Nfld. & Labrador

New details scanty as RNC says Craigmillar Avenue shooting a homicide

The death of 47-year-old Jamie Cody has been ruled a homicide.

Police say suspects have been identified but no arrests made

Supt. Tom Warren is the lead investigator on the case of James Cody, who was shot on Craigmillar Avenue on Sunday morning. (Ariana Kelland/CBC)

A brazen shooting on Craigmillar Avenue in the early morning hours of Sunday that took the life of James Cody has been ruled a homicide, but police provided very few new details when questioned Wednesday.

The Royal Newfoundland Constabulary said it has suspects in the death of Cody, 47, of Paradise, but no one has been arrested.

Supt. Tom Warren, the lead on the case, said his team is looking for other vehicles that may have been involved. They would also like to speak with anyone who associated with Cody in the time leading up to his death.

"I'm confident in my investigative team. I'm confident with the actions taken so far. I'm confident that we are utilizing every investigative procedure and technique that's available to us," Warren said.

Warren could not, or would not, say how many officers were assigned the case, how many suspects they have, or how many people have been questioned.

Cody was found dead on the pavement on the west end St. John's street shortly after police arrived around 4:15 a.m. Footage obtained by CBC News from a nearby street captured five gunshots at 4:09 a.m.

"Once officers arrived on scene, a perimeter of the scene was secured. The scene was contained and shortly after confirmed to be safe," Warren said.

There was no one found inside 40 Craigmillar Ave., where police have focused their investigation, when officers arrived. 

There was a heavy police presence on Craigmillar Avenue in St. John’s on Sunday, following the early morning shooting on the residential street. (Paul Daly for CBC)

Considered sending alert

A shelter-in-place order was given to residents on Craigmillar Avenue throughout Sunday. Little information was given to residents as to why they had to stay indoors.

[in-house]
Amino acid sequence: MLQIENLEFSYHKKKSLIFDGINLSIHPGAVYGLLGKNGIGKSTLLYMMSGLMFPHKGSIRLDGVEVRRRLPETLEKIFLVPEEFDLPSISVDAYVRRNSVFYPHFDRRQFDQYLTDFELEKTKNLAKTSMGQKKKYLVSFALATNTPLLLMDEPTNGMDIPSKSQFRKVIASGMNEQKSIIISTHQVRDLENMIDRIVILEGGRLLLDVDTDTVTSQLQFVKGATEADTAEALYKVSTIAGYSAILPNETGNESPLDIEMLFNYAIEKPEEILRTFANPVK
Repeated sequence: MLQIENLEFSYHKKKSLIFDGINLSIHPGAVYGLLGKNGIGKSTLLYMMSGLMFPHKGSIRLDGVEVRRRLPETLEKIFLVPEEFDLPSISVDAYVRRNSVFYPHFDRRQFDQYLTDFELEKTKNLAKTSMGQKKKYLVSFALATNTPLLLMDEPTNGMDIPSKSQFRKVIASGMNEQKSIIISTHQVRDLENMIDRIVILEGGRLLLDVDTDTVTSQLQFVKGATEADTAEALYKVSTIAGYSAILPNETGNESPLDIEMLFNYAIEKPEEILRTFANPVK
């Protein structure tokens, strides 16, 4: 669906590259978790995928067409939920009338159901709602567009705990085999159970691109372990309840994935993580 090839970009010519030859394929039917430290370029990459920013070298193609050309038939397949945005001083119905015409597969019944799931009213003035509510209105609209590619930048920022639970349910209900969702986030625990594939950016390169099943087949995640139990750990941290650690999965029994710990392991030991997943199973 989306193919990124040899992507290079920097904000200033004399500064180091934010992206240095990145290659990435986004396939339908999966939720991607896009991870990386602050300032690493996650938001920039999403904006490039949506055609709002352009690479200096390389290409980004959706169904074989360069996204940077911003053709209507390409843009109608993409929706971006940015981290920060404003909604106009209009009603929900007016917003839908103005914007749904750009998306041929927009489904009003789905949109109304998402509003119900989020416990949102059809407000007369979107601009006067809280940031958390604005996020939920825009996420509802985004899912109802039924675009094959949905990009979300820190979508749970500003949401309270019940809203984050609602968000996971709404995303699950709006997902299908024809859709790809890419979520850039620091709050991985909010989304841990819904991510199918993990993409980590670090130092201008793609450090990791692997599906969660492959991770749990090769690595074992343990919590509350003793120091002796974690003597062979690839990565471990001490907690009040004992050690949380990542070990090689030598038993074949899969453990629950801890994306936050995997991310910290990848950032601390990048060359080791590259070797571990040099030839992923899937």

Warren said the street closure was to preserve "continuity of evidence" on the street. 

"It's always concerning with any gun violence, but in terms of the residents I can assure them, the residents of Craigmillar Avenue, we had several marked police units from operational patrol services on scene within minutes," he said.

"Also officers on scene secured this area within minutes and the safety of residents was secured in a timely manner."

Asked why an alert wasn't provided to let residents know there was not an active shooter, Warren said the RNC considered it.

"Within a very short time frame we determined it was not an active shooter situation and we felt at the time that appropriate action was taken," Warren said.

Warren said the policy of alerting residents of serious incidents on social media is continuously being updated and reviewed. 

Warren said he is not going to comment on the weapon.

"I don't want to say anything or disclose anything that will interfere with the integrity of the investigation," Warren said.

Cody, 47, became known in the province when he fought drug charges all the way to the Supreme Court of Canada in 2017 and won. It was a landmark case, one of the first at the highest level to apply the Jordan principle, which states a case must be thrown out if it does not get to trial in a timely manner.

Cody was caught up in Operation Razorback in 2010, which targeted alleged high-level drug traffickers, but he was not originally a person of interest in the case. He was caught with the main target of the operation, and police said he had a kilogram of cocaine in his vehicle at the time.

The charges were tossed after five years of delays to get a five-day trial.

James — known to friends as Jamie — Cody, 47, was killed Sunday morning in St. John's. (Submitted photo)

As CBC reported Tuesday, Cody's Jeep Cherokee, with its driver's side door left open, was parked outside the house of Kurt Churchill on Craigmillar Avenue. His body was found a short distance up the street.

Churchill has his own checkered past with police and prosecutors. He was arrested in 2013 as part of another high-profile drug bust, but was acquitted of the charges for the same reason as Cody in 2017.

Police have not confirmed what, if any, connection Churchill has to the homicide.

Warren said there is no information to suggest at the time that the homicide was linked to the drug trade or any other past crimes. However, he said it is an active and fluid investigation. 

"The persons are known to each other, but I'm not going to provide further information as to how we know that. But we will be providing continuous updates as they become available," he said.

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ABOUT THE AUTHOR

Ariana Kelland is a reporter with the CBC Newfoundland and Labrador bureau in St. John's.

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